Kiddushin 42 - 48
- Appointed agents and self-appointed ones
- When the court errs in its evaluation of property
- No agency for committing a sin
- Can an agent also serve as a witness
- Power of a na'arah (girl aged 12-12 1/2) to effect marriage and divorce independent of her father
- When a minor (girl under 12) accepts kiddushin without previous consent of her father
- When a father accepts kiddushin for his adult son without his previous consent
- The child bride promised to one and grabbed by another
- Where kiddushin of a na'arah was with father's consent but not the chupah
- Kiddushin made with a number of palm dates or other fruits
- What happens with the money when one makes kiddushin with his sister
- Kiddushin made with money owed by the woman or with a promissory note of money owed by another
- Kiddushin with a shtar (document declaring kiddushin) which was written without proper intent or without her knowledge
- Kiddushin made with wages due for work done
- When there is deception either in regard to the item used for kiddushin or regarding the economic status of the man
The Father as Agent of Son
Two people were drinking wine under the shade of a willow tree in Babylon. One took his cup of wine, handed it to the other and declared that this was for the purpose of creating kiddsuhin between his son and the recipient's daughter. Since a father lacks the power to effect kiddushin for his adult son as he does for his daughter when she is a minor, it is the conclusion of the gemara that we have no reason to assume that the son acquiesced to the arrangement and it is therefore null and void.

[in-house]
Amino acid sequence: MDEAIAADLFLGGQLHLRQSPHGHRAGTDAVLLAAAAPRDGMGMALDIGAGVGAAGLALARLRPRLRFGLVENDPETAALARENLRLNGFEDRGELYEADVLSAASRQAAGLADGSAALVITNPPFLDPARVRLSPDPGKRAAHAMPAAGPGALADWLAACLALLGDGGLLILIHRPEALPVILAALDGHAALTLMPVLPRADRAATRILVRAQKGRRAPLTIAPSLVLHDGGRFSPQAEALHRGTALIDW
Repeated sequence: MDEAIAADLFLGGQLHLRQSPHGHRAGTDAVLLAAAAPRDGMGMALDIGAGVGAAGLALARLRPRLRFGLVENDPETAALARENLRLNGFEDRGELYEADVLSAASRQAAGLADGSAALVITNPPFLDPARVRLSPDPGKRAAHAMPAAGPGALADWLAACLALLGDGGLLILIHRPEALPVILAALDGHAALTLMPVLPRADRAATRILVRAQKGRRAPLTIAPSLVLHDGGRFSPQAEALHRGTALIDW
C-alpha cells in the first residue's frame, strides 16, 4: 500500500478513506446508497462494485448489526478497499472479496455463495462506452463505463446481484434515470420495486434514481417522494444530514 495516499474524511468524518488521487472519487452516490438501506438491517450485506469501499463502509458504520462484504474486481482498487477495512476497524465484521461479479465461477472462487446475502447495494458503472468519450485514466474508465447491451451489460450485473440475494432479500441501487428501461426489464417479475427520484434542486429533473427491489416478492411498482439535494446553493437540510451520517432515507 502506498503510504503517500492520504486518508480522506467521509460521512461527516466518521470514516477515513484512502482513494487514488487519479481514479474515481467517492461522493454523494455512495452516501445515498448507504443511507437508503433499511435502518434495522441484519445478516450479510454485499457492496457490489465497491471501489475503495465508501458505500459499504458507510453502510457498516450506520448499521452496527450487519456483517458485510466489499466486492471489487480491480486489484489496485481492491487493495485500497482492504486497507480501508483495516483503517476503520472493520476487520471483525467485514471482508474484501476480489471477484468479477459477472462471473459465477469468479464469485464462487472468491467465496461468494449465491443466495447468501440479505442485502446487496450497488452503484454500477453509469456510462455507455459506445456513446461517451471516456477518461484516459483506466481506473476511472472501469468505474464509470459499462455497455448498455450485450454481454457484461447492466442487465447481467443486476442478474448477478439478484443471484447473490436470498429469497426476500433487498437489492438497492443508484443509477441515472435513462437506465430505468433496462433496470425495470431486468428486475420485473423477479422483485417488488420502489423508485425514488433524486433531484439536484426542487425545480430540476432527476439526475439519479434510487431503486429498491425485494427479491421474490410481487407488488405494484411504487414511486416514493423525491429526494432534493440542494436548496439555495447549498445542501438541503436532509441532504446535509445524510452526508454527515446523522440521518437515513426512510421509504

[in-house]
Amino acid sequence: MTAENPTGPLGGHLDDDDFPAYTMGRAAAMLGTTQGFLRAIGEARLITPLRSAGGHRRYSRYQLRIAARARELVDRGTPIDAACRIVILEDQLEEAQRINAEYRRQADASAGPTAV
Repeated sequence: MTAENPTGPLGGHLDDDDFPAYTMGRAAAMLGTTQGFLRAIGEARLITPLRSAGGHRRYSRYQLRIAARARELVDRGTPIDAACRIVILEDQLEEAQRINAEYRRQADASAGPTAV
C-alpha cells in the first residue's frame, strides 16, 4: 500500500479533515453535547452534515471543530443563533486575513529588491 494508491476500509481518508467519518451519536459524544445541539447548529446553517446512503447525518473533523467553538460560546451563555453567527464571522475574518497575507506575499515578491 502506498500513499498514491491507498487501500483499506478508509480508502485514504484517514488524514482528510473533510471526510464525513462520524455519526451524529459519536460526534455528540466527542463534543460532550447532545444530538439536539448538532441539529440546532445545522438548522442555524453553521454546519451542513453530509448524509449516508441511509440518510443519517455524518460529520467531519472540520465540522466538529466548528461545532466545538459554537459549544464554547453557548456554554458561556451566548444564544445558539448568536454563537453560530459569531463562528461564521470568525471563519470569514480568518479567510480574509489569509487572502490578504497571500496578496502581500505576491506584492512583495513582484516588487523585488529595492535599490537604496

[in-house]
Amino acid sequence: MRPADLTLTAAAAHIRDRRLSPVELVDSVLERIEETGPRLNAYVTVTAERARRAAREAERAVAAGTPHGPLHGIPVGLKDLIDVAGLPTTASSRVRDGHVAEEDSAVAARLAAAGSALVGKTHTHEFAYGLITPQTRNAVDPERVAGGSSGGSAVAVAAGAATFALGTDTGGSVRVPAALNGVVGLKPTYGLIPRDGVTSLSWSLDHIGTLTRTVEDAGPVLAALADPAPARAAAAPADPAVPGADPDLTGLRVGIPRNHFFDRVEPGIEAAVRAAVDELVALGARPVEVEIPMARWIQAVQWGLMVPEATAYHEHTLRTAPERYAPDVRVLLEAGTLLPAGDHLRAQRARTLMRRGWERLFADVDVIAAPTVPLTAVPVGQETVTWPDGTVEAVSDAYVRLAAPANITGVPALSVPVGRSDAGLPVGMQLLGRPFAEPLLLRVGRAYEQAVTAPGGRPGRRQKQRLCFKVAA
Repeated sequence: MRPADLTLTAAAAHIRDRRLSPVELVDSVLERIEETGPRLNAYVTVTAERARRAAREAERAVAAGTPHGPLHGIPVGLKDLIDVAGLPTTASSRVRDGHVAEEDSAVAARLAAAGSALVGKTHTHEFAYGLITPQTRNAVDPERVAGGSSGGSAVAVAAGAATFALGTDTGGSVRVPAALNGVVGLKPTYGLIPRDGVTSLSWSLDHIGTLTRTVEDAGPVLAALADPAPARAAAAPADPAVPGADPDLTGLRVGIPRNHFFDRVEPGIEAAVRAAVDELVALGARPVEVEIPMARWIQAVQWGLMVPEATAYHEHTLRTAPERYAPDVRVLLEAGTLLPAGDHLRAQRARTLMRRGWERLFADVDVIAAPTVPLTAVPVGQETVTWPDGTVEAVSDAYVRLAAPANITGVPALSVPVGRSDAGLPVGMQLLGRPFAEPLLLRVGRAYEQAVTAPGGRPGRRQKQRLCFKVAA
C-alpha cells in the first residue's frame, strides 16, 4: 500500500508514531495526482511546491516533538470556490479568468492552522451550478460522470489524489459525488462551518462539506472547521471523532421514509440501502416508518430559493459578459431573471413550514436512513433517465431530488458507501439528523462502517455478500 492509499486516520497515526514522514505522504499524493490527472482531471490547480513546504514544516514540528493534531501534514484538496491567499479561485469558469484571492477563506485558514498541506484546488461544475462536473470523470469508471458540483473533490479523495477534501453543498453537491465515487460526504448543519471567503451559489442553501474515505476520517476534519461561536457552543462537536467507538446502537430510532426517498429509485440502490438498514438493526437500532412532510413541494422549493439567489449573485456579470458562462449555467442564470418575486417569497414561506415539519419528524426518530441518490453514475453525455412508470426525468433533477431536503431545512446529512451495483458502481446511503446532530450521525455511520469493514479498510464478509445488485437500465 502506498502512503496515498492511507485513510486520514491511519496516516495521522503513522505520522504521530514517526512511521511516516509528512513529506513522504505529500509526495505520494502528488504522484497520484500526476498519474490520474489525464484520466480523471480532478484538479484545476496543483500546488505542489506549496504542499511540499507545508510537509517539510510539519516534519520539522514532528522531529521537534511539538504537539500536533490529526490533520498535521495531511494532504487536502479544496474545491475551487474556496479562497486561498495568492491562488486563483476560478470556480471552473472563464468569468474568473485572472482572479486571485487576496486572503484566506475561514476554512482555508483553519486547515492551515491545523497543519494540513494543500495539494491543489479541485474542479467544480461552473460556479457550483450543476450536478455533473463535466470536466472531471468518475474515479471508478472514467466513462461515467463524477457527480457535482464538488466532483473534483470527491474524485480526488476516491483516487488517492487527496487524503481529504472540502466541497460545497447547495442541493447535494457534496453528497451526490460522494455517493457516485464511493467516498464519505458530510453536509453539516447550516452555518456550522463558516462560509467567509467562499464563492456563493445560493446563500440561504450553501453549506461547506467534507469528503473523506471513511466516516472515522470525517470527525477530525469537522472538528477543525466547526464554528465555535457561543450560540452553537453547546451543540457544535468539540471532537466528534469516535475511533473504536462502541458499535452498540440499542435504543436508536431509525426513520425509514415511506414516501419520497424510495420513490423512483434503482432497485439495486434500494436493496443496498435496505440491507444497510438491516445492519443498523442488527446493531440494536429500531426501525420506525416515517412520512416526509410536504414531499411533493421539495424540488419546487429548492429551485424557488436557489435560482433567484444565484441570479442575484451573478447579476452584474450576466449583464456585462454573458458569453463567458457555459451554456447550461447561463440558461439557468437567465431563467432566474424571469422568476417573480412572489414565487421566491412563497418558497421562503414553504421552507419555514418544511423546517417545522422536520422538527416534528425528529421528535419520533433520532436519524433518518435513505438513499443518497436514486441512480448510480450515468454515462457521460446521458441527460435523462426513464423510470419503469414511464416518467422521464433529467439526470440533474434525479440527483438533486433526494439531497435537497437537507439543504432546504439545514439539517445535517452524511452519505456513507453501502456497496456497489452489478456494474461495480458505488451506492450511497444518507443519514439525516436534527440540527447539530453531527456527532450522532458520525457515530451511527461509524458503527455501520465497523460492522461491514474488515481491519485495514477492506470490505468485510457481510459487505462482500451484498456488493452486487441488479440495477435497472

When the Sage Ravina was challenged by his colleagues about the possibility that the son had appointed his father to act as his agent, his response was that "no one has the nerve to ask his father to serve as his agent".
In his commentary on this gemara Rabbi Yaakov Emden cites two historical precedents for a son asking his father to arrange a matrimonial match in his behalf. The first is found in Bereishet 34:4 with Shechem, the violator of Yaakov's daughter Dinah, asking his father Chamor to arrange a marriage with the young lady. This, he writes, is not a contradiction to the gemara's rule, for the special respect of son for father is limited to Jews.
The second precedent, however, concerns a Jew, Shimshon. After being attracted to a Philistine woman he asked his father to arrange a marriage with her after her conversion (Shoftim 14:2). This, too, is rejected by Rabbi Yaakov Emden as a contradiction. Shimshon's interest in marrying a woman from another nation despite the strong objections of his parents rules him out as someone from whom we can learn regarding the respect which normally inhibits a son from making his father an agent.
- Kiddushin 45a
What the Sages Say
"Since the Prophet (Tzefaniah 3:13) describes the Jewish People as 'the remnant of Yisrael shall not commit injustice and shall not say lie', we can surely assume that a father who promised his daughter as a bride to one will not give her away to another."
- The Sage Abaye - Kiddushin 45a